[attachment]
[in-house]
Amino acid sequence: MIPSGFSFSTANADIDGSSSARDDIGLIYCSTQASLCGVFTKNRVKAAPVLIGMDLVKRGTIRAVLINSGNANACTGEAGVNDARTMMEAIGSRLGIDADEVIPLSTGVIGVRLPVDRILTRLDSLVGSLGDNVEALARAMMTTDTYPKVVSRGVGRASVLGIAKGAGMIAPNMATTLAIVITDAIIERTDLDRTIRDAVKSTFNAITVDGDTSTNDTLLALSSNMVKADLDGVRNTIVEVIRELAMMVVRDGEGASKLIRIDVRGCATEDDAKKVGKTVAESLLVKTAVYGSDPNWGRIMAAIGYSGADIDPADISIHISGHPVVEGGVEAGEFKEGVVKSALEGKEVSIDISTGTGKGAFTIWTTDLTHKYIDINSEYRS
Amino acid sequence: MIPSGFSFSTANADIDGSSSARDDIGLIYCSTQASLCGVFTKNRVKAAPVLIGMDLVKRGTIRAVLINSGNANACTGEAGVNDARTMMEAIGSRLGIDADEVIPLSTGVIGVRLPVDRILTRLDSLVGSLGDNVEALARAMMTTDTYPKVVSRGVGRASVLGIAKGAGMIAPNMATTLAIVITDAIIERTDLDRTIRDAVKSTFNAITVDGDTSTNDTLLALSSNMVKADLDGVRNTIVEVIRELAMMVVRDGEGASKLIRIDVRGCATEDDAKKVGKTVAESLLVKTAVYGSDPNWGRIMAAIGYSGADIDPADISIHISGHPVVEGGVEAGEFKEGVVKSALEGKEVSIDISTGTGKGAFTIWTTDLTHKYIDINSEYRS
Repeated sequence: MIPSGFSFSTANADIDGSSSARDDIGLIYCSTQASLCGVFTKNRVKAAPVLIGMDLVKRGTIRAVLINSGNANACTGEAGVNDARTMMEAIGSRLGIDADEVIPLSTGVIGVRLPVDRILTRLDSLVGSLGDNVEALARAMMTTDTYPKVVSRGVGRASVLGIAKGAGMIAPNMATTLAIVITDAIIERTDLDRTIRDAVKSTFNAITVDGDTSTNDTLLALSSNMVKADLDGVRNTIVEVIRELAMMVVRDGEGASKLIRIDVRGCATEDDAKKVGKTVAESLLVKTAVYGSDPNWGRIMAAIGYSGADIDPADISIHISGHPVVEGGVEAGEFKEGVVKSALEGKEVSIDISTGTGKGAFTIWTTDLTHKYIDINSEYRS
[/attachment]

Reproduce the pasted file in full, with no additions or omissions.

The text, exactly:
[in-house]
Amino acid sequence: MIPSGFSFSTANADIDGSSSARDDIGLIYCSTQASLCGVFTKNRVKAAPVLIGMDLVKRGTIRAVLINSGNANACTGEAGVNDARTMMEAIGSRLGIDADEVIPLSTGVIGVRLPVDRILTRLDSLVGSLGDNVEALARAMMTTDTYPKVVSRGVGRASVLGIAKGAGMIAPNMATTLAIVITDAIIERTDLDRTIRDAVKSTFNAITVDGDTSTNDTLLALSSNMVKADLDGVRNTIVEVIRELAMMVVRDGEGASKLIRIDVRGCATEDDAKKVGKTVAESLLVKTAVYGSDPNWGRIMAAIGYSGADIDPADISIHISGHPVVEGGVEAGEFKEGVVKSALEGKEVSIDISTGTGKGAFTIWTTDLTHKYIDINSEYRS
Amino acid sequence: MIPSGFSFSTANADIDGSSSARDDIGLIYCSTQASLCGVFTKNRVKAAPVLIGMDLVKRGTIRAVLINSGNANACTGEAGVNDARTMMEAIGSRLGIDADEVIPLSTGVIGVRLPVDRILTRLDSLVGSLGDNVEALARAMMTTDTYPKVVSRGVGRASVLGIAKGAGMIAPNMATTLAIVITDAIIERTDLDRTIRDAVKSTFNAITVDGDTSTNDTLLALSSNMVKADLDGVRNTIVEVIRELAMMVVRDGEGASKLIRIDVRGCATEDDAKKVGKTVAESLLVKTAVYGSDPNWGRIMAAIGYSGADIDPADISIHISGHPVVEGGVEAGEFKEGVVKSALEGKEVSIDISTGTGKGAFTIWTTDLTHKYIDINSEYRS
Repeated sequence: MIPSGFSFSTANADIDGSSSARDDIGLIYCSTQASLCGVFTKNRVKAAPVLIGMDLVKRGTIRAVLINSGNANACTGEAGVNDARTMMEAIGSRLGIDADEVIPLSTGVIGVRLPVDRILTRLDSLVGSLGDNVEALARAMMTTDTYPKVVSRGVGRASVLGIAKGAGMIAPNMATTLAIVITDAIIERTDLDRTIRDAVKSTFNAITVDGDTSTNDTLLALSSNMVKADLDGVRNTIVEVIRELAMMVVRDGEGASKLIRIDVRGCATEDDAKKVGKTVAESLLVKTAVYGSDPNWGRIMAAIGYSGADIDPADISIHISGHPVVEGGVEAGEFKEGVVKSALEGKEVSIDISTGTGKGAFTIWTTDLTHKYIDINSEYRS